Here’s what the scientific research says about the effectiveness of hypnotherapy for weight loss:
- One study took an existing 9-week behavioral therapy program for weight loss (something like Weight Watchers or Jenny Craig), and added hypnosis to it to see whether patients receiving the hypnosis-enhanced version would get better results. At the end of the 9 weeks, both groups had lost weight… But the patients who got hypnosis were more likely to achieve and maintain their personal weight goals. In fact, unlike the patients who got regular behavioral therapy, the hypnosis group actually kept on losing weight. Two years after the treatment, they were still losing weight and maintaining their target weights. (“Effectiveness of hypnosis as an adjunct to behavioral weight management”, from the Journal of Clinical Psychology, Bolocofsky, Spinler, & Coulhard-Morris, 1985)
- A meta-analysis looked at 6 studies comparing cognitive behavioral therapy (CBT) for weight loss with CBT + hypnosis. The patients who got the psychotherapy alone lost weight, but patients who received hypnotherapy along with it lost twice as much weight. And, just like in the previous study, the hypnosis groups continued to lose weight after the treatment was over. (“Hypnosis as an adjunct to cognitive-behavioral psychotherapy: A meta-analysis”, from the Journal of Consulting and Clinical Psychology, Kirsch, Montgomery, & Sapirstein, 1995)
A number of studies have looked at the benefit of hypnotherapy as a stand-alone solution for weight loss… And they have generally found that while it is effective, it’s not as effective as hypnosis used in conjunction with psychotherapy.
That’s why I use and recommend hypnosis as just one part of a comprehensive, individually tailored weight loss program.
There are no legal requirements for calling yourself a hypnotherapist or a weight loss counselor, and so a lot of people end up paying the same amount of money to see someone with no special knowledge of psychological or physical health.
I have years of intensive training and clinical experience helping people understand and improve their mind-body relationship to overcome problems like diabetes, obesity, and food addiction (as well as the problems with self-esteem, body image, and relationships that often come along with them.)
So, when I meet with a patient for the first time, I take the time to really get to know them — their background, beliefs about life, and style of living. Then I use that information to develop a personalized weight loss plan that is designed to play to their unique, individual strengths. This is the difference between seeing a credentialed mental health professional, and seeing someone who may have only taken a weekend workshop.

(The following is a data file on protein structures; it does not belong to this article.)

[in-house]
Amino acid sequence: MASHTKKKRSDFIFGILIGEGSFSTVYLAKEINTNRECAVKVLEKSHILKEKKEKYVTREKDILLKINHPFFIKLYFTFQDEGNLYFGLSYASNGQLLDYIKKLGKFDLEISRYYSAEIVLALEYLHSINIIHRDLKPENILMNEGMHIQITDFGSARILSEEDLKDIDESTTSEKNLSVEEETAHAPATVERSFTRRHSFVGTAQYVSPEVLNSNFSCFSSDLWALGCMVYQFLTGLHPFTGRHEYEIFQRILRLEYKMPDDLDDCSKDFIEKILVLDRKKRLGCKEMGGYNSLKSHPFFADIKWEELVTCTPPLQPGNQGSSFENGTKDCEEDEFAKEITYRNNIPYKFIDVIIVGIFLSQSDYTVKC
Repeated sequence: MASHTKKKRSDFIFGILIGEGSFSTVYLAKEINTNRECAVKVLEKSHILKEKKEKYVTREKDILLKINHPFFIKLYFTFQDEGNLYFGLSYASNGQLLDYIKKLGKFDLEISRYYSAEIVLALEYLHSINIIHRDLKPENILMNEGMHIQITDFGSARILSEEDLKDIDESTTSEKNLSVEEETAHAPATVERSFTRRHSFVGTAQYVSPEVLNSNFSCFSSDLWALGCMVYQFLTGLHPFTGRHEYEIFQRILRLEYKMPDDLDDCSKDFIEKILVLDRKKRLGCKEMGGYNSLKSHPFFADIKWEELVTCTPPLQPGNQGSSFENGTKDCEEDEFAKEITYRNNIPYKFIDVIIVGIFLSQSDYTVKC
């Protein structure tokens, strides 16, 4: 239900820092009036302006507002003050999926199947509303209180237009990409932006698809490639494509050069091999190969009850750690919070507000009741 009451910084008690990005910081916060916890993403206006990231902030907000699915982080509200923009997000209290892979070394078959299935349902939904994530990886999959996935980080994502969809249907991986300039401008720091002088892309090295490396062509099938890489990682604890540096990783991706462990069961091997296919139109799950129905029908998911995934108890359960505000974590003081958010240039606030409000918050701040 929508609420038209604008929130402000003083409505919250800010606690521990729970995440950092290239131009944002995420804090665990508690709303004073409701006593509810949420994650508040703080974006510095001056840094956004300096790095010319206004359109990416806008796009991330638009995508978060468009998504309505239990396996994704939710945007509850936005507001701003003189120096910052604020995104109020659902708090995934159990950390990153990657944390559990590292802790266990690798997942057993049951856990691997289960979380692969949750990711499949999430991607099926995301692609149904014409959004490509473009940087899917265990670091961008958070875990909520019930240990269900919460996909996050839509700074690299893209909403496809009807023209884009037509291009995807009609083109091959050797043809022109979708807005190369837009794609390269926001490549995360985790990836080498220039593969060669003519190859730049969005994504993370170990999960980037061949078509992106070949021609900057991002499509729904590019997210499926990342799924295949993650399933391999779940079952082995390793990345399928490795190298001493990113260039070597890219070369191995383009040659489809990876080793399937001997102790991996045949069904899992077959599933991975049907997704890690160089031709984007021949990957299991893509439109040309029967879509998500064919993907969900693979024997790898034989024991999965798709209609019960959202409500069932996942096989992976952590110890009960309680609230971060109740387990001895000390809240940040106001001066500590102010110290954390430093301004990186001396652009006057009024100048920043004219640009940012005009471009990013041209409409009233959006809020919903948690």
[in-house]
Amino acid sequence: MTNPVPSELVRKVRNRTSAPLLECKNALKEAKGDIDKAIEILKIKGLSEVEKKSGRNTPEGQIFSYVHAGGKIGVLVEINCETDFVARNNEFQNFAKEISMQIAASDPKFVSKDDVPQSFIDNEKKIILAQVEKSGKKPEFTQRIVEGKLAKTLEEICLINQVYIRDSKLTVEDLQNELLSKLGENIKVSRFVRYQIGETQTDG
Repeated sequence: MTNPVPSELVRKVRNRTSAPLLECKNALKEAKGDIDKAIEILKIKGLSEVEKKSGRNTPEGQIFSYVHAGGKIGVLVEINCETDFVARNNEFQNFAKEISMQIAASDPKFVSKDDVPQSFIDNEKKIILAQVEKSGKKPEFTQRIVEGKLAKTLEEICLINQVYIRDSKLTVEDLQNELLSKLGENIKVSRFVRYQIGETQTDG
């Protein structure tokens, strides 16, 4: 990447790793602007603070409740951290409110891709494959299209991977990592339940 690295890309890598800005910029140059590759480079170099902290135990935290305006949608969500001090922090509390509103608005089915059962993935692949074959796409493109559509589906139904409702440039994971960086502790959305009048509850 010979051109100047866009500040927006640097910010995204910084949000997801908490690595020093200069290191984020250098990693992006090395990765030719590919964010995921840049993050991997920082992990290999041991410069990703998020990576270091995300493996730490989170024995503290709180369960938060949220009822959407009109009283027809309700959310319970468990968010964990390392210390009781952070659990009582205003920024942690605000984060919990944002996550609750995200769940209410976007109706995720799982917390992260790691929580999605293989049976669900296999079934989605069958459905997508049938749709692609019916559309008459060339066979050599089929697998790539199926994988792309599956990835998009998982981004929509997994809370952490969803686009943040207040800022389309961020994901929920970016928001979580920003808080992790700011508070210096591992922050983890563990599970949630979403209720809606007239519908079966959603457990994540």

Of course, motivation only gets results if you’re taking the right kinds of actions.
Most therapists who offer weight loss counseling services are trained to provide psychotherapy, but have no specialized knowledge of how the body works. So… they’ll go to all the trouble of psychotherapizing you only to have you… eat less and exercise more. An approach that has roundly failed to produce lasting results, despite hundreds of researchers actively trying to prove that it works since the 1970s. So it’s really important to find a qualified mental health professional who also has special training in mind-body medicine.
For example, my training included three years of supervised clinical work focused on working with the mind-body relationship. I also have a personal passion for health, and have followed the scientific literature on this topic for more than a decade. Based on this research, I strongly advocate for a paleo-style, whole food approach to weight loss and health improvement. The modern, high-sugar, grain-based diet is a major cause of weight gain, inflammation, diabetes, cardiovascular disease, and a host of other problems. By eating (and exercising) more like our ancestors, we can reverse these effects and allow our bodies to reach their optimum genetic potential.
As I work with patients to help them develop customized programs of diet and exercise, I think it’s important to also help them to understand not only what kinds of actions to take, but why those actions will work and how they will affect the body. We look at:
- How to fit the right kinds of dietary changes into your lifestyle (so it becomes easier to eat healthy in every situation)
- Whether — and which — dietary supplements might help to achieve optimal health, fitness, and longevity
- What kinds of exercise will help you achieve your ideal physique, in as little time as possible and with maximal positive health effects. For example, if your body is inflamed, a lot of high-intensity cardio will probably only make things worse.
As these details fall into place, hypnosis can be really helpful to cement them in — to start forming new habits of mind, which will translate into automatic habits of behavior. Because when people have to spend all day thinking about what they’re not supposed to eat, they fail. Our behaviors follow naturally from our beliefs, so we won’t really be able to change our lifestyles in sustainable ways until we have developed beliefs that support those changes. In many cases, the limiting beliefs run deeper than just what food or exercise is best, into beliefs about self and about the way the world works. In these cases, psychotherapy is needed to overcome the limiting beliefs and open up new possibilities for health.